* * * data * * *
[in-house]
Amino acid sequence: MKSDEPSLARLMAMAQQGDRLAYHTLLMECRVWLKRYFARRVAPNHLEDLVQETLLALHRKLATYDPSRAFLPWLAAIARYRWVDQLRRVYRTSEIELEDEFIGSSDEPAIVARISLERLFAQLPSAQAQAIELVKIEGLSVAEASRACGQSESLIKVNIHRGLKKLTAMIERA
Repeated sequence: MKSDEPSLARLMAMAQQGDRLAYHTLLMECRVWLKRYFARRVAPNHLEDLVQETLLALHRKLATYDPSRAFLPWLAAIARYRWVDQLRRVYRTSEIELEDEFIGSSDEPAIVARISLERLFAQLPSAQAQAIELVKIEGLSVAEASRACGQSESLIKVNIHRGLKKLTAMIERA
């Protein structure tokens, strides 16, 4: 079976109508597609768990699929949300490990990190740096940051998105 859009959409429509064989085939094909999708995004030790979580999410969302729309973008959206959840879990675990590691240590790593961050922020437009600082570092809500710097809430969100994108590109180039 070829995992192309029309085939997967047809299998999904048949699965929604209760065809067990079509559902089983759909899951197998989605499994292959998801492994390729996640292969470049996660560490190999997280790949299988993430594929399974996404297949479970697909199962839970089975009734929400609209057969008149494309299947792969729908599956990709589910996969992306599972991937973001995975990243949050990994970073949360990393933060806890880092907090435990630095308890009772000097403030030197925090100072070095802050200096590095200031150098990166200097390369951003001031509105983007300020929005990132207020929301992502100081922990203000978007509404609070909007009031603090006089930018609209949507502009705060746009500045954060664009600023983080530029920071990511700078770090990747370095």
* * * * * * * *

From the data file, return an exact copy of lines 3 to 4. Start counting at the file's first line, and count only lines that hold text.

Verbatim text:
Repeated sequence: MKSDEPSLARLMAMAQQGDRLAYHTLLMECRVWLKRYFARRVAPNHLEDLVQETLLALHRKLATYDPSRAFLPWLAAIARYRWVDQLRRVYRTSEIELEDEFIGSSDEPAIVARISLERLFAQLPSAQAQAIELVKIEGLSVAEASRACGQSESLIKVNIHRGLKKLTAMIERA
């Protein structure tokens, strides 16, 4: 079976109508597609768990699929949300490990990190740096940051998105 859009959409429509064989085939094909999708995004030790979580999410969302729309973008959206959840879990675990590691240590790593961050922020437009600082570092809500710097809430969100994108590109180039 070829995992192309029309085939997967047809299998999904048949699965929604209760065809067990079509559902089983759909899951197998989605499994292959998801492994390729996640292969470049996660560490190999997280790949299988993430594929399974996404297949479970697909199962839970089975009734929400609209057969008149494309299947792969729908599956990709589910996969992306599972991937973001995975990243949050990994970073949360990393933060806890880092907090435990630095308890009772000097403030030197925090100072070095802050200096590095200031150098990166200097390369951003001031509105983007300020929005990132207020929301992502100081922990203000978007509404609070909007009031603090006089930018609209949507502009705060746009500045954060664009600023983080530029920071990511700078770090990747370095």